UNCHAINED: THE COTTON CANDY COWBOYS
1O FEB 2022- 20 MAR, 2022
In Olayombo’s inaugural exhibition, Black figures are clothed in an array of rose-coloured clothing and Stetsons, which the artist presents to discuss masculinity and societal gender assertions and associations.
On view from February 10, 2022 – 20 March 2022, Samuel Olayombo is a Nigerian figurative painter who creates vibrant, dramatic, large-scale canvases, of predominantly male portraits, that challenge gender normalcy and toxic masculinity.
In Olayombo’s inaugural exhibition titled Unchained: The Cotton Candy Cowboys, Black figures are clothed in an array of rose-coloured clothing and Stetsons, which the artist presents to discuss masculinity and societal gender assertions and associations. The pink clothing and background serve as an emblem of softness, kindness, nurturance, and compassion; qualities that are often thought of as feminine.
The works throughout the show build on crossing the boundaries of traditional masculinity. In sharp contrast to the dark skin, the pink colour scheme accentuates the figures and imagines the notion of men in pink from a fresh perspective. The Black male figures affirm the stoic strength of the Western cowboy archetype and yet unveils the sweet, delicate, and dynamic nature of masculinity. Even though the artist’s figures appear to be posing and rigid, they seem carefree and light-hearted. Olayombo envisions his striking portraits as an effort to change representations of masculinity and shift ideas on what it means to be a man.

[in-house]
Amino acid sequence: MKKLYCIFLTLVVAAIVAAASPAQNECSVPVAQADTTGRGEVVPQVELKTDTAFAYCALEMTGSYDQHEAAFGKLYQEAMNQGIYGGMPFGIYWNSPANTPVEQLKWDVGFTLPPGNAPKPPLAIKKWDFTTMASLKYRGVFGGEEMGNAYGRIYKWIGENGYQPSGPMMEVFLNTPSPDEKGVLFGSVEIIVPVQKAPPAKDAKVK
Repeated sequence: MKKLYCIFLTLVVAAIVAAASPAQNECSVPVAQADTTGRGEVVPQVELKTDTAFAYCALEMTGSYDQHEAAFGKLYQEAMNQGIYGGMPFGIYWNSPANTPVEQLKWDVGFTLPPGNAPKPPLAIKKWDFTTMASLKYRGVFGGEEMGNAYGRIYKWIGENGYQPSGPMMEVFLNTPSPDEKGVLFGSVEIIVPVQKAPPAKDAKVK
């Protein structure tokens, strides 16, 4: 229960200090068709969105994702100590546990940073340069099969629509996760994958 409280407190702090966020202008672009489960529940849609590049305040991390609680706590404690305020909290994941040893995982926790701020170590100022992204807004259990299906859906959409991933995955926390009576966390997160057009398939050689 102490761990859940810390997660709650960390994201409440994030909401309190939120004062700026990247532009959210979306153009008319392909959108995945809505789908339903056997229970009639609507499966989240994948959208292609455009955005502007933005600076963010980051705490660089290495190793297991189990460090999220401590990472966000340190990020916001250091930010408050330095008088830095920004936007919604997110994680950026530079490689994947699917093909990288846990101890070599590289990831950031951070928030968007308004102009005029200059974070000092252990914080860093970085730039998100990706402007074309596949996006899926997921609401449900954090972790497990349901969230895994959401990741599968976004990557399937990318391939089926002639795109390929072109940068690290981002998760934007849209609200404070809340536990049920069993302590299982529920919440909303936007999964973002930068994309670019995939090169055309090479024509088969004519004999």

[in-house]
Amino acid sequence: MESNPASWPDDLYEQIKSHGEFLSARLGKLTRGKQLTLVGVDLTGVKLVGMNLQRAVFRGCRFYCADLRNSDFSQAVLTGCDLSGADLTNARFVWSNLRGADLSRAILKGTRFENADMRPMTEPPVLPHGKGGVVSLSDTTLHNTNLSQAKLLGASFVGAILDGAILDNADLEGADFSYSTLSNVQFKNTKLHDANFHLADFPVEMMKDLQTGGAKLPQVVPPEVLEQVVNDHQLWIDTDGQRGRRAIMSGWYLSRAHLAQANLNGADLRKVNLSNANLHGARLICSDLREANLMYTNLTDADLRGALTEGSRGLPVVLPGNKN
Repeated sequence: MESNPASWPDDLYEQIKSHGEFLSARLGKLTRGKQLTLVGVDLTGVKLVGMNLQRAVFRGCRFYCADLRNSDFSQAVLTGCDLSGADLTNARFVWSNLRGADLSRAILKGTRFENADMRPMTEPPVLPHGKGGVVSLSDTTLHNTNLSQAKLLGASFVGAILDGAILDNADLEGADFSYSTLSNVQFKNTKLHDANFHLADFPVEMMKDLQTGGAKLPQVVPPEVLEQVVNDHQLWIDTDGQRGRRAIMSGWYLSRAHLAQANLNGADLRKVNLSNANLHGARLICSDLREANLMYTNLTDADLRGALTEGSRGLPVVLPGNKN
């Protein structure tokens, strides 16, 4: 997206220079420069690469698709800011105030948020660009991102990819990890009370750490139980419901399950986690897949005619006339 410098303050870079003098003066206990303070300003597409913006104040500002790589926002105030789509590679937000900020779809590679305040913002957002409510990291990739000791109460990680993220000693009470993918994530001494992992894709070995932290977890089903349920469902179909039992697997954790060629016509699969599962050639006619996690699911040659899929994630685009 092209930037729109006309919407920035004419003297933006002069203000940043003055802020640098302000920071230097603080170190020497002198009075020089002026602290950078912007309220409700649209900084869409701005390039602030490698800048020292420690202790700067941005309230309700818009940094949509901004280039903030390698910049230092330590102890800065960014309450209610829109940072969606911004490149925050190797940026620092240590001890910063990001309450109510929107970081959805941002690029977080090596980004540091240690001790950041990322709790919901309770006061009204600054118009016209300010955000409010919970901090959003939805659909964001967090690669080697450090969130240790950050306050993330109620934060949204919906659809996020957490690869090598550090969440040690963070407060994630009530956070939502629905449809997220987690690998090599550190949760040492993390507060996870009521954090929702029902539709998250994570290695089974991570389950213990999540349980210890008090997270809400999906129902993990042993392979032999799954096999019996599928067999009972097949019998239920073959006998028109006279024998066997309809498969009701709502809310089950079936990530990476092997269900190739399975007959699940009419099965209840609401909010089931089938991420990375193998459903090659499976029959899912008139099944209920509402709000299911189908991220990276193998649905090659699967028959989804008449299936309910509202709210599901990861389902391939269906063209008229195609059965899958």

The dark palette-painted skin of Olayombo’s cowboys pays homage to the body scarification culture of the Ife, a Yoruba tribe of Nigeria. In an attempt to reaffirm and replicate a controversial cultural ritual of diverse root explanations and spiritual significance.
Unchained: The Cotton Candy Cowboys positions the Black cowboy in our visual purview and assert visibility, grounded in the significant history that has gone underrepresented. The rich legacy of Black cowboys in the American West, according to historical literature, accounted for up to an estimated 25 percent of workers in the range-cattle industry from the 1860s to 1880s. The exhibition focuses on the cowboy hero as a Black gallant figure and subverts the early image of the American cowboy into one that is dynamically intersectional. Olayombo’s robust manly subjects submerged in pink, foster freedom of expression, and translate into a staple of strength and confidence.